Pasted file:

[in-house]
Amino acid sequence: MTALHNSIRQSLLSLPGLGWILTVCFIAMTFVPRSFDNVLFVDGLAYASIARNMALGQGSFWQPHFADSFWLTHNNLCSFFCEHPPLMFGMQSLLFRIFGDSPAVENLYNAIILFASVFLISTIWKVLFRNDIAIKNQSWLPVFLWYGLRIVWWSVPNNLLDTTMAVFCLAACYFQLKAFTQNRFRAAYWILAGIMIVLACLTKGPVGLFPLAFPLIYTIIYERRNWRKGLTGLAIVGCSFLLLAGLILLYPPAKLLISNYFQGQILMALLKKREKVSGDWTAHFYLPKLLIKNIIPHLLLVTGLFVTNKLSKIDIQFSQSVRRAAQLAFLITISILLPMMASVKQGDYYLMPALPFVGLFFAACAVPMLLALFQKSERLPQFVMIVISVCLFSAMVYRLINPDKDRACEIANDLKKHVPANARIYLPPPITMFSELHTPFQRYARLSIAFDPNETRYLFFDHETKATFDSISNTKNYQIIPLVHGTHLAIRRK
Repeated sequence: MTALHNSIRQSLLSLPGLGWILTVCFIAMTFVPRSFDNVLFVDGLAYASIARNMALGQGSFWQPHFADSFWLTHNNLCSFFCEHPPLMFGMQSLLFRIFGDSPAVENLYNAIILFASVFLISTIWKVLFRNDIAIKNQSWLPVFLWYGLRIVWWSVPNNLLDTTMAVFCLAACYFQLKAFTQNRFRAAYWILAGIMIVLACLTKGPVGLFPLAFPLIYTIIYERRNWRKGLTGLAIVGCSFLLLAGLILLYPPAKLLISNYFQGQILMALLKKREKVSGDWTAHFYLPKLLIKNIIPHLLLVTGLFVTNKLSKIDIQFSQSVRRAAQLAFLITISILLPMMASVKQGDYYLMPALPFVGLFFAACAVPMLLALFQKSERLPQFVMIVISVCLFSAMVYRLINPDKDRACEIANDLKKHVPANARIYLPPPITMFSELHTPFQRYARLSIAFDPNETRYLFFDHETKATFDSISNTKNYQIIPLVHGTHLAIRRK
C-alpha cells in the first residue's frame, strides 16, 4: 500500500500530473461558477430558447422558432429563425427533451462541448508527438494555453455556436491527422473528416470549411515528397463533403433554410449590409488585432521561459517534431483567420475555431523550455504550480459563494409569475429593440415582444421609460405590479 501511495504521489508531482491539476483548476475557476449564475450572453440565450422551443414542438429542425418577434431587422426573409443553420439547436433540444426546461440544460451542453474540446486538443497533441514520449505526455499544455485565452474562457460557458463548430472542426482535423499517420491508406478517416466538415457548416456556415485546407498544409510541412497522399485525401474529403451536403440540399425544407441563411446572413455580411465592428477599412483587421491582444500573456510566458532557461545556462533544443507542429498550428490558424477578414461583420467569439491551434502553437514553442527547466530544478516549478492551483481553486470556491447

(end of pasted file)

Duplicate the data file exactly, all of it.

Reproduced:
[in-house]
Amino acid sequence: MTALHNSIRQSLLSLPGLGWILTVCFIAMTFVPRSFDNVLFVDGLAYASIARNMALGQGSFWQPHFADSFWLTHNNLCSFFCEHPPLMFGMQSLLFRIFGDSPAVENLYNAIILFASVFLISTIWKVLFRNDIAIKNQSWLPVFLWYGLRIVWWSVPNNLLDTTMAVFCLAACYFQLKAFTQNRFRAAYWILAGIMIVLACLTKGPVGLFPLAFPLIYTIIYERRNWRKGLTGLAIVGCSFLLLAGLILLYPPAKLLISNYFQGQILMALLKKREKVSGDWTAHFYLPKLLIKNIIPHLLLVTGLFVTNKLSKIDIQFSQSVRRAAQLAFLITISILLPMMASVKQGDYYLMPALPFVGLFFAACAVPMLLALFQKSERLPQFVMIVISVCLFSAMVYRLINPDKDRACEIANDLKKHVPANARIYLPPPITMFSELHTPFQRYARLSIAFDPNETRYLFFDHETKATFDSISNTKNYQIIPLVHGTHLAIRRK
Repeated sequence: MTALHNSIRQSLLSLPGLGWILTVCFIAMTFVPRSFDNVLFVDGLAYASIARNMALGQGSFWQPHFADSFWLTHNNLCSFFCEHPPLMFGMQSLLFRIFGDSPAVENLYNAIILFASVFLISTIWKVLFRNDIAIKNQSWLPVFLWYGLRIVWWSVPNNLLDTTMAVFCLAACYFQLKAFTQNRFRAAYWILAGIMIVLACLTKGPVGLFPLAFPLIYTIIYERRNWRKGLTGLAIVGCSFLLLAGLILLYPPAKLLISNYFQGQILMALLKKREKVSGDWTAHFYLPKLLIKNIIPHLLLVTGLFVTNKLSKIDIQFSQSVRRAAQLAFLITISILLPMMASVKQGDYYLMPALPFVGLFFAACAVPMLLALFQKSERLPQFVMIVISVCLFSAMVYRLINPDKDRACEIANDLKKHVPANARIYLPPPITMFSELHTPFQRYARLSIAFDPNETRYLFFDHETKATFDSISNTKNYQIIPLVHGTHLAIRRK
C-alpha cells in the first residue's frame, strides 16, 4: 500500500500530473461558477430558447422558432429563425427533451462541448508527438494555453455556436491527422473528416470549411515528397463533403433554410449590409488585432521561459517534431483567420475555431523550455504550480459563494409569475429593440415582444421609460405590479 501511495504521489508531482491539476483548476475557476449564475450572453440565450422551443414542438429542425418577434431587422426573409443553420439547436433540444426546461440544460451542453474540446486538443497533441514520449505526455499544455485565452474562457460557458463548430472542426482535423499517420491508406478517416466538415457548416456556415485546407498544409510541412497522399485525401474529403451536403440540399425544407441563411446572413455580411465592428477599412483587421491582444500573456510566458532557461545556462533544443507542429498550428490558424477578414461583420467569439491551434502553437514553442527547466530544478516549478492551483481553486470556491447